At 35, state Rep. Amen Brown, who announced his candidacy for mayor on Friday, could become the youngest person ever to hold the office.
“This is a special moment,” he said. “This is our town now. … I’ve served my community all my life.”
Brown, who represents part of West Philadelphia, made his comments at the University Square Senior Community Center at 3901 Market St., with about 150 family members, supporters and media in attendance. He announced his candidacy in the neighborhood where he grew up, at 52nd and Market streets.
To critics of his age, he said, “I will bring innovative and fresh ideas to the table.”
For his part, Brown has been open about his mother’s struggles with substance abuse, how his family sometimes went without food, how he was a victim of gun violence at an early age and even spent time in prison.
But Brown said that experience means he has a lot in common with many Philadelphia voters and makes him uniquely qualified to understand and help solve those problems.
Public safety will be a key issue in his campaign, Brown said. But voters also care about affordable housing, criminal justice reform, jobs and economic development.
He said he has been criticized for his relationship with developers, but that it has led to economic development and job creation. Brown said he also supports targeted investments in underserved communities and securing good-paying union jobs.
Of course, Brown joins an already crowded field of mayoral contenders that includes several former city council members, Alan Domb, Derek Greene, Helen Gimme, Cherelle Parker and Maria Quiñones Sanchez; former City Comptroller Rebecca Rinehart; retired Judge James Deleon; and supermarket owner Jeff Brown (no relation).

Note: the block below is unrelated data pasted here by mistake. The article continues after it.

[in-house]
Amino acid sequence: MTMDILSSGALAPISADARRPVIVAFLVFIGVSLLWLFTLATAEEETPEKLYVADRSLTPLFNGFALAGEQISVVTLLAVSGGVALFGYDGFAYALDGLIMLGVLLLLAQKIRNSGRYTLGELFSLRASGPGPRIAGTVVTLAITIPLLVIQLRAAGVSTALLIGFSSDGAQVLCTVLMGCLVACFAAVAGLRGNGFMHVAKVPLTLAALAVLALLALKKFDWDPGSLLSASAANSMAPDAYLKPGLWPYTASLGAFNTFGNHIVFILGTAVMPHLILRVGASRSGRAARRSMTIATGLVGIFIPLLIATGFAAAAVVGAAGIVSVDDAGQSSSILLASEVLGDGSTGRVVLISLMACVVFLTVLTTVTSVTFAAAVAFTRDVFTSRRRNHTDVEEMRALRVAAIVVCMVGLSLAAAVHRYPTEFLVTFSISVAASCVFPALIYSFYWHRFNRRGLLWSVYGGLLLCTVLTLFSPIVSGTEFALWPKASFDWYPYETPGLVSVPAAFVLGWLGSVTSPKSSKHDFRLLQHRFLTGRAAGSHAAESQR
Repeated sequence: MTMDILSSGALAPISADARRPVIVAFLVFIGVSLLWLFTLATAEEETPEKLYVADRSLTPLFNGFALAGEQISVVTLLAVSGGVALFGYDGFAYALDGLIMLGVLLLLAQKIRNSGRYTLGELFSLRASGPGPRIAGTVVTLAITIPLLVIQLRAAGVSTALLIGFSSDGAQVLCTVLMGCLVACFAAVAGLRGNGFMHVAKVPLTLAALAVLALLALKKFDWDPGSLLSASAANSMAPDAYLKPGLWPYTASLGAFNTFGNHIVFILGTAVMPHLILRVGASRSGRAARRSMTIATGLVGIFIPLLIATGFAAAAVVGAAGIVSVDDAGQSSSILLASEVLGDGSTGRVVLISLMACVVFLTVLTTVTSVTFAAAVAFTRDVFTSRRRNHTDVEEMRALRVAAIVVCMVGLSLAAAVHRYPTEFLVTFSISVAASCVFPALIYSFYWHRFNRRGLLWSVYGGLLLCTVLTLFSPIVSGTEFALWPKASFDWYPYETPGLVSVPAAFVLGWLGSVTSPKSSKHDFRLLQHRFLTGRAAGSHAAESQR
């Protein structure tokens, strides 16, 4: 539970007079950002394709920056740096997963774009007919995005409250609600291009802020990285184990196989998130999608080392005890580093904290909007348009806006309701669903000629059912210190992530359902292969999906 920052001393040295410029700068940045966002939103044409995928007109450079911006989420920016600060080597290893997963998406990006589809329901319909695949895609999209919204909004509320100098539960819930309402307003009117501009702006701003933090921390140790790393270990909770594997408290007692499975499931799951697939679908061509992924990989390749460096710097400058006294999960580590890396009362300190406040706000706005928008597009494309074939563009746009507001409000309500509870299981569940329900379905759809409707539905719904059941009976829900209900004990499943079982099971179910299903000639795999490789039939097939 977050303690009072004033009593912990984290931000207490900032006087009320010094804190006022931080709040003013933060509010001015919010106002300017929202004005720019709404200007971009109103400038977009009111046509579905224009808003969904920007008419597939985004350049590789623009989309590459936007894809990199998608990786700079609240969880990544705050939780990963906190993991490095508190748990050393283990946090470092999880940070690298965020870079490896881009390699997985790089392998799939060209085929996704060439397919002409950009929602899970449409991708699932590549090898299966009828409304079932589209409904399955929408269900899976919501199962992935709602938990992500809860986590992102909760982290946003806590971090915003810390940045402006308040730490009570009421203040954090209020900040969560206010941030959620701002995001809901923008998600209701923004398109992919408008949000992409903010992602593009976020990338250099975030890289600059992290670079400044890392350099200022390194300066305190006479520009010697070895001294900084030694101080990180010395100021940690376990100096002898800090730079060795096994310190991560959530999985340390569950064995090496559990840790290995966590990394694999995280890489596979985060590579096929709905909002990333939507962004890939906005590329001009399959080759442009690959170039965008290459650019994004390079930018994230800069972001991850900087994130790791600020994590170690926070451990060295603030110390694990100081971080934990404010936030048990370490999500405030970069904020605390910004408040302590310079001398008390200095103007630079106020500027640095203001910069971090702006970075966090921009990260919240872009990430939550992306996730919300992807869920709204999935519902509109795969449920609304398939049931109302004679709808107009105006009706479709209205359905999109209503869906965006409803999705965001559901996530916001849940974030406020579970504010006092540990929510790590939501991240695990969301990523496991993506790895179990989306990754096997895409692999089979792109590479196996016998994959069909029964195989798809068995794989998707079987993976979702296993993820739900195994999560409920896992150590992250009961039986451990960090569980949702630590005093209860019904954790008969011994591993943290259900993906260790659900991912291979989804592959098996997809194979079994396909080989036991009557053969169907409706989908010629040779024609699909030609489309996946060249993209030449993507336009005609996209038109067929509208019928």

One of Amen Brown’s key supporters is Marty Burger, CEO of Silverstein Capital Partners, a New York real estate developer. Burger teased Brown’s mayoral announcement at the Pennsylvania Society meeting in New York, where Philadelphia’s political class of candidates, elected officials, fundraisers and operatives meet each year to network.
According to media reports, Berger said he would start a political action committee (PAC) for Brown and raise $5 million to fund it.
To critics of his relationship with Republicans, he said, “I prefer solving problems to party.”
Some Democrats said Brown was flirting with Republicans, citing his support for a bill to increase mandatory minimum sentences; a suspicious encounter with retired surgeon Mehmet Oz, a former TV host and failed Republican senatorial candidate during his campaign against Sen.-elect John Fetterman; and his seat on the House Select Committee on Law and Order in the investigation of twice-elected District Attorney Larry Krasner.